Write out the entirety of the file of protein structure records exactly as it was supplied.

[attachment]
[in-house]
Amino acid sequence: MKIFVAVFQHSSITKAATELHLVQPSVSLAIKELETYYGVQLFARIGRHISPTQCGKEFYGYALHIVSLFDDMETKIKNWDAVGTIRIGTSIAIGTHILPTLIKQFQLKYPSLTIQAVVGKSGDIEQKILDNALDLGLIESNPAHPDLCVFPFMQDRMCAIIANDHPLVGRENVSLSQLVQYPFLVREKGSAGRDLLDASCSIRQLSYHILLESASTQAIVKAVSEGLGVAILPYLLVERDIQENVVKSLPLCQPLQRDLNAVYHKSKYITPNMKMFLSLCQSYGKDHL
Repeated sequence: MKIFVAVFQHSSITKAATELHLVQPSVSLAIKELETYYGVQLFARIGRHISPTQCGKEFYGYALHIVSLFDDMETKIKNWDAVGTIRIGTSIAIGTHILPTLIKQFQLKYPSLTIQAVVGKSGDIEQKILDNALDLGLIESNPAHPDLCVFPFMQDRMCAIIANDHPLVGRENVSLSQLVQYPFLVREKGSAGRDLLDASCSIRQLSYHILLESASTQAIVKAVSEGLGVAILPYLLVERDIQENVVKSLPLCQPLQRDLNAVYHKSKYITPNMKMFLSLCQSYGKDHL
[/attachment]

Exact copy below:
[in-house]
Amino acid sequence: MKIFVAVFQHSSITKAATELHLVQPSVSLAIKELETYYGVQLFARIGRHISPTQCGKEFYGYALHIVSLFDDMETKIKNWDAVGTIRIGTSIAIGTHILPTLIKQFQLKYPSLTIQAVVGKSGDIEQKILDNALDLGLIESNPAHPDLCVFPFMQDRMCAIIANDHPLVGRENVSLSQLVQYPFLVREKGSAGRDLLDASCSIRQLSYHILLESASTQAIVKAVSEGLGVAILPYLLVERDIQENVVKSLPLCQPLQRDLNAVYHKSKYITPNMKMFLSLCQSYGKDHL
Repeated sequence: MKIFVAVFQHSSITKAATELHLVQPSVSLAIKELETYYGVQLFARIGRHISPTQCGKEFYGYALHIVSLFDDMETKIKNWDAVGTIRIGTSIAIGTHILPTLIKQFQLKYPSLTIQAVVGKSGDIEQKILDNALDLGLIESNPAHPDLCVFPFMQDRMCAIIANDHPLVGRENVSLSQLVQYPFLVREKGSAGRDLLDASCSIRQLSYHILLESASTQAIVKAVSEGLGVAILPYLLVERDIQENVVKSLPLCQPLQRDLNAVYHKSKYITPNMKMFLSLCQSYGKDHL